In 1964 after moving to New York from his native Uruguay, Camnitzer co-founded The New York Graphic Workshop with fellow artists Argentine Liliana Porter and Venezuelan Guillermo Castillo (1941–1999). Until...
In 1964 after moving to New York from his native Uruguay, Camnitzer co-founded The New York Graphic Workshop with fellow artists Argentine Liliana Porter and Venezuelan Guillermo Castillo (1941–1999). Until 1970, they examined the conceptual meaning behind printmaking, and sought to test and expand the definition of the medium. In 1964, Camnitzer wrote a manifesto on printmaking that was later adopted by the group as a statement of intent. In this text, Camnitzer argues that printmaking should not restrict but amplify the artist’s possibilities of generating conceptually rich ideas through strong images. This concept would dominate Camnitzer’s artistic practice through the later part of the 1960s and well into the 1970s. During this time, Camnitzer developed a body of work that explored language as a primary medium. He found that “the verbal description of a visual situation could elicit the creativity of the spectator in a better way than the visual situation itself.” In Untitled, Camnitzer portrays a sunset through text, as the stenciled word “sun” descends from left to right until a horizontal line, representing the horizon, stops the letters short. A landscape through language, the etching also reveals how viewers read both images and text. Read from left to right, as most Western viewers approach the written word, the work denotes a sunset. Yet, read from left to right, the image conveys a sunrise.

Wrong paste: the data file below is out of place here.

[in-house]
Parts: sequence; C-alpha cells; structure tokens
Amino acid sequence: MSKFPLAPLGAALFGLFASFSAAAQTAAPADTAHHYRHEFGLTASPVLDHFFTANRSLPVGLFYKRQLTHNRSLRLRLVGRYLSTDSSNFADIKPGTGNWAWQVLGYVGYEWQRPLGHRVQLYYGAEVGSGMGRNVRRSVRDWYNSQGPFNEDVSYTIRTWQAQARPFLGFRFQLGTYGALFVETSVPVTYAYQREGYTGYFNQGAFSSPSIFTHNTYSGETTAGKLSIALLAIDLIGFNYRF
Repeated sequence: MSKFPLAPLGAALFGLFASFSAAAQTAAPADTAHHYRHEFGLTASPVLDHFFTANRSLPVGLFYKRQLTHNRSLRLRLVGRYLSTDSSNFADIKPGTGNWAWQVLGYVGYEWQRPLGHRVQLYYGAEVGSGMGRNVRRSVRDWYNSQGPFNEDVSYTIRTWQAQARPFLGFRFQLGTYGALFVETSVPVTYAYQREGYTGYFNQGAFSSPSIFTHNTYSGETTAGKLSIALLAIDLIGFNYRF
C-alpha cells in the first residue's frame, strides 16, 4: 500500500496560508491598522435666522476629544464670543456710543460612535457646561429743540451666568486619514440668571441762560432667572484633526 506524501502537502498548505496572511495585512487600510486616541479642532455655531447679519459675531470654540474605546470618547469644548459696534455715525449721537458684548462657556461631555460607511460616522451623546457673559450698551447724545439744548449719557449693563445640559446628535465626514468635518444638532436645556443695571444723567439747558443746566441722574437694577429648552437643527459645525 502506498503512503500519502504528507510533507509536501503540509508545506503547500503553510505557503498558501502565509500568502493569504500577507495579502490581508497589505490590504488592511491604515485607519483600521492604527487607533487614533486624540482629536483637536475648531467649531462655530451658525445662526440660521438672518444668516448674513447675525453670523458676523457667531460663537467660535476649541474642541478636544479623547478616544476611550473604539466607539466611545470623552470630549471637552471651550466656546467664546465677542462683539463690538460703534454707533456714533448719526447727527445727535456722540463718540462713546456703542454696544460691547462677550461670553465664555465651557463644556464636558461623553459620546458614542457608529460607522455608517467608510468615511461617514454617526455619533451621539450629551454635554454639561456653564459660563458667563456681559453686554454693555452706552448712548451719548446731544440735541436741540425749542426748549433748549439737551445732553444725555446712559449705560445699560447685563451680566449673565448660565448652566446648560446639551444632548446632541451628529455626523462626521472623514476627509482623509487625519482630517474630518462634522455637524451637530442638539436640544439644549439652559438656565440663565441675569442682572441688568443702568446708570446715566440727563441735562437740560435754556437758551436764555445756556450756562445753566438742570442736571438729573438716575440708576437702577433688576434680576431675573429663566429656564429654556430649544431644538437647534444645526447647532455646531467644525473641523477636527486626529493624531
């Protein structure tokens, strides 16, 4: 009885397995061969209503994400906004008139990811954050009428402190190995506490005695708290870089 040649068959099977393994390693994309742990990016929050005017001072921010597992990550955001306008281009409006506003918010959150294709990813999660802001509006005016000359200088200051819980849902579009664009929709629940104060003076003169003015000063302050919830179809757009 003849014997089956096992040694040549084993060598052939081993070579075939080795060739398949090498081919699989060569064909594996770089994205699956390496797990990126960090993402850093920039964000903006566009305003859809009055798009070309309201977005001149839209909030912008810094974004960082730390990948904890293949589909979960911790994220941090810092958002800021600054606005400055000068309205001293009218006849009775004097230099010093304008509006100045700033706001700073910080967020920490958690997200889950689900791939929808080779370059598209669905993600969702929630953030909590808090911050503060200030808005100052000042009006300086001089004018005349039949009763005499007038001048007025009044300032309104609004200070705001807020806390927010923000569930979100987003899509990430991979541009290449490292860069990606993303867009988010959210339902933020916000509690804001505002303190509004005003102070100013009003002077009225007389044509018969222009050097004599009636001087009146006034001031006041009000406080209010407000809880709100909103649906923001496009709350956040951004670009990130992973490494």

2011: "Words Such as Painting and Sculpture," Annex14, Bern, Switzerland
Adams, Beverly, Luis Camnitzer, Peter Osborne, and Octavio Zaya. Luis Camnitzer. Hospice of Failed Utopias. Madrid: Museo Nacional Centro de Arte Reina Sofia, 2018, p. 53.